Identifying Cultural Variation in Thinking

What does it mean to identify cultural variation in thought? Sociologists routinely identify differences in the way people think or reason about things (e.g., Young 2004), but what does it mean to think differently, and how are differences identified? In this post, I introduce a way of thinking about this …

Practice Theory versus Problem-Solving

In 2009, Neil Gross argued that the critique of action as a calculation of means to ends, which had been ongoing for at least the prior thirty years, had been successful. Not only that, the insistence that “action-theoretical assumptions necessarily factor into every account of social order and change and …

Categories, Part I: The Fall of the Classical Theory

In a “monster of the week” episode of the The X-Files, Mulder and Scully encounter a genie, Jenn. She tells Mulder — who has three wishes — “Everyone I come in contact with asks for the wrong things…” Thinking the trick is to ask for something altruistic, Mulder wishes for …

Habitus and Learning to Learn: Part II

Beyond the Content-Storage Metaphor The underlying neural structures constitutive of habitus are procedural (Kolers & Roediger, 1984), based on motor-schemas constructed from the experience of interacting with persons, objects, and material culture in the socio-physical world (Gallese & Lakoff, 2005; Malafouris, 2013). Habitus affords the capacity to learn because we …

Habitus and Learning to Learn: Part I

In this and subsequent posts, I will attempt to revise, reconceptualize and update the concept of habitus using the theoretical and empirical resources of contemporary cognitive neuroscience and cognitive social science. I see this step as necessary if this Bourdieusian notion is to have a future in social theory. Conversely, …

When is Consciousness Learned?

Continuing with the theme of innateness and durability from my last post, consider the question: are humans born with consciousness? In a ground-breaking (and highly contested) work, the psychologist Julian Jaynes argued that if only humans have consciousness, it must have emerged at some point in our human history. In …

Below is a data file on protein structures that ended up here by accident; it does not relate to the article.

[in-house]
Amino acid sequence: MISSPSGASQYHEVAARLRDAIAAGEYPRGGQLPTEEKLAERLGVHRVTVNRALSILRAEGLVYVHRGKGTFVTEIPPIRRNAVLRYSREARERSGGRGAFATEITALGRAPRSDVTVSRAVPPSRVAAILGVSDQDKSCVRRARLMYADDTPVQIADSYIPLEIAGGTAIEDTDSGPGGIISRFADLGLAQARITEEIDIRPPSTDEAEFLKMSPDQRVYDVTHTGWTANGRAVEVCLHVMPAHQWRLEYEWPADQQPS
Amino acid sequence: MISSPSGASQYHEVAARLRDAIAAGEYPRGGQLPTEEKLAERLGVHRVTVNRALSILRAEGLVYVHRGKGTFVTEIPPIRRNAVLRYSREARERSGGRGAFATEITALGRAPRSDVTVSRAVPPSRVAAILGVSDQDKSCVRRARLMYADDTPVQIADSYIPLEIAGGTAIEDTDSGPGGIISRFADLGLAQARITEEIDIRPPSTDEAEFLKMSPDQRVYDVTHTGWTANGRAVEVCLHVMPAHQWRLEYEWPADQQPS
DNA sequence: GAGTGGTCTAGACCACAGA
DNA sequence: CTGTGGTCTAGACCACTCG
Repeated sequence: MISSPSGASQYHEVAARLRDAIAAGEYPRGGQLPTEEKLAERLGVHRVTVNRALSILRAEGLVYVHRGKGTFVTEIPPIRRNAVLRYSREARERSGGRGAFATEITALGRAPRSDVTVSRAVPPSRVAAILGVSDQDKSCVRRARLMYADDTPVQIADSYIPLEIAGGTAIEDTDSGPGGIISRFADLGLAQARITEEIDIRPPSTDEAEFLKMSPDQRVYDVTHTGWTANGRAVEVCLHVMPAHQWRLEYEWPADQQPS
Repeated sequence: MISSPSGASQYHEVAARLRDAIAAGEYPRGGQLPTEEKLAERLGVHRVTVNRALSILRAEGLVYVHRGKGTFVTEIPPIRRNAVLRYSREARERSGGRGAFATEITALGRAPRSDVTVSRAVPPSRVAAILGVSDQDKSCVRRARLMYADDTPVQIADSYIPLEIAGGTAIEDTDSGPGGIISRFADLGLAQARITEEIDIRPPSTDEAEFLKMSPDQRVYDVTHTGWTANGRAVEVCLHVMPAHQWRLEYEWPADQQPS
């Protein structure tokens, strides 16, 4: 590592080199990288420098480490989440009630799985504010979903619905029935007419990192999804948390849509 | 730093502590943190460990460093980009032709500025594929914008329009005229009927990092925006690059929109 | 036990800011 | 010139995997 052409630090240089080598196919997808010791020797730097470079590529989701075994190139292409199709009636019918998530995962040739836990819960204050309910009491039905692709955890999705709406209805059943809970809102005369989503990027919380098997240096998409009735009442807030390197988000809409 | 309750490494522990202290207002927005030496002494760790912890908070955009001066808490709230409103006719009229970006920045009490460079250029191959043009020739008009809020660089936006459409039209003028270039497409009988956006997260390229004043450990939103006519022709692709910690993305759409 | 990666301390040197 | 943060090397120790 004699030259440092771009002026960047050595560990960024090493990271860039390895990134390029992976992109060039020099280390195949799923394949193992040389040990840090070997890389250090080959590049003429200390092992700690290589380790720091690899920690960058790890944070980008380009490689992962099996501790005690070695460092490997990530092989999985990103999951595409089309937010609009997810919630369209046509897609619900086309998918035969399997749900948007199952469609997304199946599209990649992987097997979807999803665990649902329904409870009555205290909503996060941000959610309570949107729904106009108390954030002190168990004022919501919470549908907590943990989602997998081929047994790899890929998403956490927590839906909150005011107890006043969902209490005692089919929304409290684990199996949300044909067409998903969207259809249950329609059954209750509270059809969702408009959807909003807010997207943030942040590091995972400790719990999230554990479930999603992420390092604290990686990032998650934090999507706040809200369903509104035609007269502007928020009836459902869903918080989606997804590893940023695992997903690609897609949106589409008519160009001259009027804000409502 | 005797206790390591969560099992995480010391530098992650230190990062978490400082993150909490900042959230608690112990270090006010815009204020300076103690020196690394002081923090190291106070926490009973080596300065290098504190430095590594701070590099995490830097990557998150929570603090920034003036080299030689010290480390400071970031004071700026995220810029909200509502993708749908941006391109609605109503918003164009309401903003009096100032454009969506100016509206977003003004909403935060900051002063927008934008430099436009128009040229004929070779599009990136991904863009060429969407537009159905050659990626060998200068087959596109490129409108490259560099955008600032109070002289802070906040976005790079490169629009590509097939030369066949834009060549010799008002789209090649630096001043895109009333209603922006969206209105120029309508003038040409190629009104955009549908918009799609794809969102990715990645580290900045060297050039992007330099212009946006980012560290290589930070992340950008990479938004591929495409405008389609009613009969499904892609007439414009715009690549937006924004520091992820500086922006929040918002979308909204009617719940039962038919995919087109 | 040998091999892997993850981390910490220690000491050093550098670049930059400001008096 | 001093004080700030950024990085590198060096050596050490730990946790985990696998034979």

Cultural Cognition in Time, from Memory to Imagination

Over the past few years, I have been thinking about the concept of imagination. It emerged out of my efforts to understand the generational change in public opinion about same-sex marriage in the U.S. when it became clear to me that young and old simply imagined homosexuality and same-sex marriage in …

Embodied knowledge vs. flesh and blood

As DiMaggio (1997) originally noted, most sociological theories of action make assumptions about the nature of cognition even as they dismiss any explicit discussion of cognition in favor of “social” explanation. Thinking about how culture comes to be taken up by the mechanisms of cognition and how it influences action …

“Learning By Nodes”: Dendritic Learning and What It Means (Or Not) for Cultural Sociology

In a paper published earlier this year in Scientific Reports and further discussed in a later ACS Chemical Neuroscience article, a group of researchers argues that learning might not function like we previously thought. The researchers (Sardi et al. 2018a, 2018b) explain that the dominant conceptualization in cognitive neuroscience of …

Limits of innateness: Are we born to see faces?

Sociologists tend to be skeptical of claims individuals are consistent across situations, as a recent exchange on Twitter exemplifies. This exchange was partially spurred by revelations that the famous Stanford Prison Experiment (which supposedly showed people will quickly engage in behaviors commensurate with their assigned roles even if it means …

Back to Top